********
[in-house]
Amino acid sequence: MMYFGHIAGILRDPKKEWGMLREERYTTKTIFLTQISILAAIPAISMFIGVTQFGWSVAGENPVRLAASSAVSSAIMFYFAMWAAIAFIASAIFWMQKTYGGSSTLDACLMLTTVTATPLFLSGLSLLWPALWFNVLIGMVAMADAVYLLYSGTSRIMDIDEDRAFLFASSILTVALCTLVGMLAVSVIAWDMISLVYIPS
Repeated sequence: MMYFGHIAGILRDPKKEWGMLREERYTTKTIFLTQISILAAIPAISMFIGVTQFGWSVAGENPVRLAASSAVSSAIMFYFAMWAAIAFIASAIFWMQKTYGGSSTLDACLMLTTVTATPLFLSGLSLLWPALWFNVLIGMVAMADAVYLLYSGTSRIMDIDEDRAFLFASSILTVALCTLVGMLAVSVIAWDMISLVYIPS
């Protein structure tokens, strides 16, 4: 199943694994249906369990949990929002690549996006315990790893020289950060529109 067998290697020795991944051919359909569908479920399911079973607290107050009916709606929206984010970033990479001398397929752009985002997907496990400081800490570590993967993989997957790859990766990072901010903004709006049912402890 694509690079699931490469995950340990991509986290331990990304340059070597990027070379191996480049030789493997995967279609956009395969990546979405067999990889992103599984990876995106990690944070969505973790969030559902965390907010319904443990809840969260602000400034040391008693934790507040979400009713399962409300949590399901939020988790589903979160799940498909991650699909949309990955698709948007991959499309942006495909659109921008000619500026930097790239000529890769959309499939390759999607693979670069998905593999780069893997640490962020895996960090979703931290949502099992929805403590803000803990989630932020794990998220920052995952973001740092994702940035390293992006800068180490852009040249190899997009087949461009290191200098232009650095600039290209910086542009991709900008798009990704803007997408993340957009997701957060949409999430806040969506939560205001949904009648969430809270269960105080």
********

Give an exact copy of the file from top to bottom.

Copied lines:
[in-house]
Amino acid sequence: MMYFGHIAGILRDPKKEWGMLREERYTTKTIFLTQISILAAIPAISMFIGVTQFGWSVAGENPVRLAASSAVSSAIMFYFAMWAAIAFIASAIFWMQKTYGGSSTLDACLMLTTVTATPLFLSGLSLLWPALWFNVLIGMVAMADAVYLLYSGTSRIMDIDEDRAFLFASSILTVALCTLVGMLAVSVIAWDMISLVYIPS
Repeated sequence: MMYFGHIAGILRDPKKEWGMLREERYTTKTIFLTQISILAAIPAISMFIGVTQFGWSVAGENPVRLAASSAVSSAIMFYFAMWAAIAFIASAIFWMQKTYGGSSTLDACLMLTTVTATPLFLSGLSLLWPALWFNVLIGMVAMADAVYLLYSGTSRIMDIDEDRAFLFASSILTVALCTLVGMLAVSVIAWDMISLVYIPS
């Protein structure tokens, strides 16, 4: 199943694994249906369990949990929002690549996006315990790893020289950060529109 067998290697020795991944051919359909569908479920399911079973607290107050009916709606929206984010970033990479001398397929752009985002997907496990400081800490570590993967993989997957790859990766990072901010903004709006049912402890 694509690079699931490469995950340990991509986290331990990304340059070597990027070379191996480049030789493997995967279609956009395969990546979405067999990889992103599984990876995106990690944070969505973790969030559902965390907010319904443990809840969260602000400034040391008693934790507040979400009713399962409300949590399901939020988790589903979160799940498909991650699909949309990955698709948007991959499309942006495909659109921008000619500026930097790239000529890769959309499939390759999607693979670069998905593999780069893997640490962020895996960090979703931290949502099992929805403590803000803990989630932020794990998220920052995952973001740092994702940035390293992006800068180490852009040249190899997009087949461009290191200098232009650095600039290209910086542009991709900008798009990704803007997408993340957009997701957060949409999430806040969506939560205001949904009648969430809270269960105080």